Treaty of Nice: The Consequences of "No"
The Minister for Foreign Affairs, Mr. Brian Cowen T.D., has condemned as "ludicrous" arguments advanced by campaigners against the Treaty of Nice. Speaking in Dublin at the Institute of European Affairs, he said that the "the campaign against the Treaty of Nice aims to block enlargement and frustrate the legitimate aspirations of the candidate countries. I am confident that this is not the wish or intention of the Irish people".
The Minister was speaking in a debate on the future of Europe with the German Foreign Minister, Mr. Joschka Fischer. "Any debate", he said, "about the future of Europe must take place in the context of the significant enlargement we are facing. The Treaty of Nice is about preparing the Union for enlargement. It is hardly necessary, therefore, to stress the key importance of ratifying the Treaty of Nice. Ireland, of course, is in a unique position in this regard, with a referendum to be held shortly. I am confident that the Irish people will recognise, as they have on several previous occasions, that it is in their interests and the wider interest of Europe to vote ‘Yes' to ratification."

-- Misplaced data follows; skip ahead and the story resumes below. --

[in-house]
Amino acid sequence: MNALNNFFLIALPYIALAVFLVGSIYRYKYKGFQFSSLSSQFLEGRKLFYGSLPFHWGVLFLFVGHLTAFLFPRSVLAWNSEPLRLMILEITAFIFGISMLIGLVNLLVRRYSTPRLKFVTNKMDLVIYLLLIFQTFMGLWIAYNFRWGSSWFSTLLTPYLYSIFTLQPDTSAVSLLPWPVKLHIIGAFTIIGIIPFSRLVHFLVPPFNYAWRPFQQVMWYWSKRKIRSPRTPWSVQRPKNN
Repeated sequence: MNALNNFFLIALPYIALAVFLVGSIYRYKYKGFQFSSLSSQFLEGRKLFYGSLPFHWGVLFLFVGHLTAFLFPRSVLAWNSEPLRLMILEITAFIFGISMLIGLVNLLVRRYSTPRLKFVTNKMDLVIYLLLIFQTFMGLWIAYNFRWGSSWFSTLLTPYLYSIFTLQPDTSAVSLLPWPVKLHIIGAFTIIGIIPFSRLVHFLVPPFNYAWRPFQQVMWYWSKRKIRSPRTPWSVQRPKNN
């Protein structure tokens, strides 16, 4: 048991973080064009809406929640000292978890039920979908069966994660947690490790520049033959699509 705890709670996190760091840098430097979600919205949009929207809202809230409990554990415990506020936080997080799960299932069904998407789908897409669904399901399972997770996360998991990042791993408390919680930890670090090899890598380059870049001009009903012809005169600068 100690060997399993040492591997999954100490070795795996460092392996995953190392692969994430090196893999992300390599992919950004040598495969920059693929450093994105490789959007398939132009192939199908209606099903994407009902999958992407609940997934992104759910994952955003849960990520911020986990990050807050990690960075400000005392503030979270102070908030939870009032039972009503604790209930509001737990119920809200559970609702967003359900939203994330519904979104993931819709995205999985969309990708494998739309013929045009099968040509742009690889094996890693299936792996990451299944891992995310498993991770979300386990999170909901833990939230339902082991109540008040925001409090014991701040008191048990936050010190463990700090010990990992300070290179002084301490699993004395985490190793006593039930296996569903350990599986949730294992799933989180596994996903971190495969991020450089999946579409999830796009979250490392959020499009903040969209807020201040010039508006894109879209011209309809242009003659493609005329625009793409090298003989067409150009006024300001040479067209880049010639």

The Minister called again on opponents of the Treaty to come clean on the true basis of their opposition to Europe and said that many of the arguments advanced by the No campaign have nothing to do with the Treaty. "In recent weeks we have read that the European Union is a "leech" and seen the remarkable contention that the Treaty of Nice would bring abortion, euthanasia and conscription to Ireland! It is the job of all who recognise the tremendous benefits which membership of the Union has brought to Ireland and who support progress towards enlargement to point out the ludicrousness of those arguments, and the fact that some groups are knowingly and deliberately encouraging such fears, in the full knowledge that the Treaty clearly means nothing of the sort".
On the future of Europe the Minister said that member States should commit themselves to making a success of the significant challenges we face in the coming decade in strengthening and consolidating a rapidly expanding Union. "Developments such as the single market, the Euro and the Common Foreign and Security Policy are all illustrative of areas where we can achieve much more together than separately," he said, "and it is common ground among European leaders that the Member State will remain the essential building block of the Union".